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Linking up with Country Kids at Coombe Mill and What’s The Story? here on PODcast. The Linky for w/c 10th March 2014 can be found here. 

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56 comments

  1. What a hike! :) That slice of cake is certainly well deserved. As always, love your photos :)

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    • Thank you so much Dean. We walked miles but for the most part the scenery was incredible, fabulous place :)

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  2. I reckon you did earn that slice of cake! 3 hours, WOW! As always, fab photo’s especially the last one of Pod x

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    • We definitely earned the cake – had a large slice each! Had enough appetite for roast later too. It’s no wonder we didn’t get much decorating done! Thank you :)

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  3. We are pros at getting lost and taking the pushchair places it is just not supposed to go! All part of the adventure.

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    • That’s very true! We rarely stay on the straight and narrow as it were. Or map read it seems! It was indeed an adventure – in a wonderful location too :)

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  4. What a beautiful place.. and looks like you got some good exploring done there! Glad you managed to find your way back and had a yummy slice of cake at the end of the day :-) Devil’s Punch Bowl is on my to-do list and your photos have encouraged me to try and get there soon x

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    • It really is wonderful Jo – you must go there. If it’s sunny go early though, there are lots of fair weather walkers out there! Such a fabulous place :)

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  5. What a beautiful place! Your blog has such beautiful photos :) So glad to have discovered it xx

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  6. The scenery is fabulous, even if your walk was rather longer than intended! At least it didn’t rain :) Love the photo of the pony, and the one of Daddy pushing the buggy through the stream :)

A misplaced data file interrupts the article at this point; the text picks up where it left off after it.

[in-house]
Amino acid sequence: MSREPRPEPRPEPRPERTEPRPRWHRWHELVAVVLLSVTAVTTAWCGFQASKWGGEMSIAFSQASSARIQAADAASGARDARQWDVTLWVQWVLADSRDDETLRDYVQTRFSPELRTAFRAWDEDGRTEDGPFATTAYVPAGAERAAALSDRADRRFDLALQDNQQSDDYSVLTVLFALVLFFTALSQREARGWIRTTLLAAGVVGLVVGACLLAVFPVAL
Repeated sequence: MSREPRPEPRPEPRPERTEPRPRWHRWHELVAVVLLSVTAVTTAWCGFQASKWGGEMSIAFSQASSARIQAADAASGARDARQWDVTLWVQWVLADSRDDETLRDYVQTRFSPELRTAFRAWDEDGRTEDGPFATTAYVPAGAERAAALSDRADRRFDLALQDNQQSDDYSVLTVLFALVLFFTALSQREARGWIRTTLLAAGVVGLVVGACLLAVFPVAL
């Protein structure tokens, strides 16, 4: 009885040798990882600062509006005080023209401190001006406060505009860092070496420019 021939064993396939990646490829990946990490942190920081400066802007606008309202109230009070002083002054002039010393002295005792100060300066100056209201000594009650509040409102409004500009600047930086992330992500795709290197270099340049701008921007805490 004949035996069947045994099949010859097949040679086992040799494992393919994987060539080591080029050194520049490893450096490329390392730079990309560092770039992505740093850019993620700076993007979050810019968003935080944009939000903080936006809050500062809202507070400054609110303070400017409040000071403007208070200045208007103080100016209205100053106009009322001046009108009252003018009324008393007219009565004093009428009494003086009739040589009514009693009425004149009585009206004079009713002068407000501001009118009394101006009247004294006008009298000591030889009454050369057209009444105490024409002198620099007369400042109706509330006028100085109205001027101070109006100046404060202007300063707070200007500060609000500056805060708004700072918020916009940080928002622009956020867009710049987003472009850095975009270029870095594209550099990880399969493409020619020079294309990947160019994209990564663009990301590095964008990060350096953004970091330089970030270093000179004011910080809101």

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    • Oh it really is amazing there Sara, took a silly number of photographs (surprise surprise!). We were so lucky with the weather – we had waterproofs with us but no brolly! Such varied landscapes there, gorgeous location :)

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  7. What a brilliant walk and you certainly earned that cake. The stone is very interesting – I am trying to work out the wording. And can you tell me more about The Robertson Memorial? Can you tell I like history?!

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    • Thanks for adding the text about the inscription and some info about the Memorial :)

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    • It really was and yes we so earned the cake! I have the stone wording and more information on the Robertson Memorial so I’ll add that in :)

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  8. That is such a beautiful area steeped in history and a very picturesque walk (or hike). I think you all definitely earnt your cake! Thanks for linking up and sharing with Country Kids.

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  9. It looks like a really stunning place and one definitely worth a visit. Really old gravestones really fascinate me and that is OLD!!

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  10. Oh Charly – your photos and post make me just long for a walk back in the English countryside with its beautiful views steeped in history.

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  11. Fab photos, I used to live very close by to there but never explored it, I was a teenager with too many other “things” to do. Must get there one day :)

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  12. What an absolutely stunning place, and the history and that tale of murder is fascinating. Sounds like quite a long walk in the end! Hope you manage to get the decorating done soon x

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  13. What a stunning walk xx

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  14. Such a truly amazing place to run free in :) You are so lucky. Love the historic tale and the setting, I would love to visit.

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  15. Whoa what a trek! Then again I’m not surprised with views and history like that – stunning. And what a treat to see some wild ponies! Lovely, lovely post missus :)

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  16. i really, really want to go there again! i’m rarely in that area of england though.

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  17. A lovely walk, albeit much longer than planned! I’ve been there when we let hubby take the lead. 4 hours later we were ready to throttle him!